Off-Prem, Contactless Tech Helps DiBella’s Sales Rebound
Sales at Rochester, N.Y.-based DiBella’s Subs are trending even with last year.
“We realized that we would need to think outside the box to survive,” said Jennifer Jackson, vice president of Brand and People of the family-owned company that operates 44 locations. “But we also wanted to stay true to our culture and values.” DiBella’s initial goals were to keep its employees on the payroll and support people working to keep its communities safe.
Strategies to drive sales crafted during the early days of the pandemic continue to be leveraged and expanded, including:
Off-premise sales: DiBella’s, which had a strong catering program in place before COVID-19, found new opportunities in unusual places. Donations to hospitals resulted in Dibella’s products being added to hospital cafeterias. Similarly, contributions to schools led to new catering orders.
Local catering teams are currently focusing on Black Friday, taking box lunch orders from retailers.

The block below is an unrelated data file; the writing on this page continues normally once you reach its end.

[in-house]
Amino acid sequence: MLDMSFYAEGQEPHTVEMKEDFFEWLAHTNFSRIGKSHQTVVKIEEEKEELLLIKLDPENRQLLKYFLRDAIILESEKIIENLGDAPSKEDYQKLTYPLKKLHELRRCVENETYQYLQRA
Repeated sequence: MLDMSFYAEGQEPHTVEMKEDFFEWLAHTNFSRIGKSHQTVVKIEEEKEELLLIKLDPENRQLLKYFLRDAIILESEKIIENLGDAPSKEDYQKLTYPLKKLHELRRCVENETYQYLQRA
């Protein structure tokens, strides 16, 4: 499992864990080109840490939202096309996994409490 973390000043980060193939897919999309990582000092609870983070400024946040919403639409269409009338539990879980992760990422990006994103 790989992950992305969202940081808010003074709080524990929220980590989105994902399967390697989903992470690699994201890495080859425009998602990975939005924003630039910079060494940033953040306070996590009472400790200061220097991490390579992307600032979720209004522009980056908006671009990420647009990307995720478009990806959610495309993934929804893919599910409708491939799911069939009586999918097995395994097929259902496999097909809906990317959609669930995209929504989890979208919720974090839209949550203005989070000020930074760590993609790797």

Technology: Guests arriving at a store who are uneasy about entering can place orders via a web link or QR code. Their order immediately goes to the printer, as if they are at the counter. Introduced at a limited number of locations when dining rooms were closed last spring, it is now offered systemwide.
Before COVID-19, online sales were 15 to 20% of the chain’s volume. Today they are about 60%. A new online ordering system launched this month.
Loyalty club membership has increased 50% this year, and DiBella’s, which often gets requests to ship subs to areas where it does not have locations, is testing a nationwide delivery program.
Today, DiBella’s workforce remains steady at approximately 800. More than $365,000 has been raised for local foodbanks, with hundreds of thousands of meals donated to first responders and health care workers.